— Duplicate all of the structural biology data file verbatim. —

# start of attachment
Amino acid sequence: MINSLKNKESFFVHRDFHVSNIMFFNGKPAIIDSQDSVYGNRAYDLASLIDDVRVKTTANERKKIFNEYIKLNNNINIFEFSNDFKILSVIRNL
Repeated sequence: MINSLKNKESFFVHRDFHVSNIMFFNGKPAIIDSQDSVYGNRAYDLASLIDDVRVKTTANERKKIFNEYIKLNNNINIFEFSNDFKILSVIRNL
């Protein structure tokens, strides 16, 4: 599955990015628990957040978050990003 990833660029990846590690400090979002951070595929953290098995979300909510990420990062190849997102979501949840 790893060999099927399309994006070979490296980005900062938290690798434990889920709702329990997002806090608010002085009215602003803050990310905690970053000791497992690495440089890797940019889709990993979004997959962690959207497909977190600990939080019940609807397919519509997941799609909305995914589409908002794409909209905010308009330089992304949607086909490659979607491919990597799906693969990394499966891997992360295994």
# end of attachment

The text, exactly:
Amino acid sequence: MINSLKNKESFFVHRDFHVSNIMFFNGKPAIIDSQDSVYGNRAYDLASLIDDVRVKTTANERKKIFNEYIKLNNNINIFEFSNDFKILSVIRNL
Repeated sequence: MINSLKNKESFFVHRDFHVSNIMFFNGKPAIIDSQDSVYGNRAYDLASLIDDVRVKTTANERKKIFNEYIKLNNNINIFEFSNDFKILSVIRNL
């Protein structure tokens, strides 16, 4: 599955990015628990957040978050990003 990833660029990846590690400090979002951070595929953290098995979300909510990420990062190849997102979501949840 790893060999099927399309994006070979490296980005900062938290690798434990889920709702329990997002806090608010002085009215602003803050990310905690970053000791497992690495440089890797940019889709990993979004997959962690959207497909977190600990939080019940609807397919519509997941799609909305995914589409908002794409909209905010308009330089992304949607086909490659979607491919990597799906693969990394499966891997992360295994």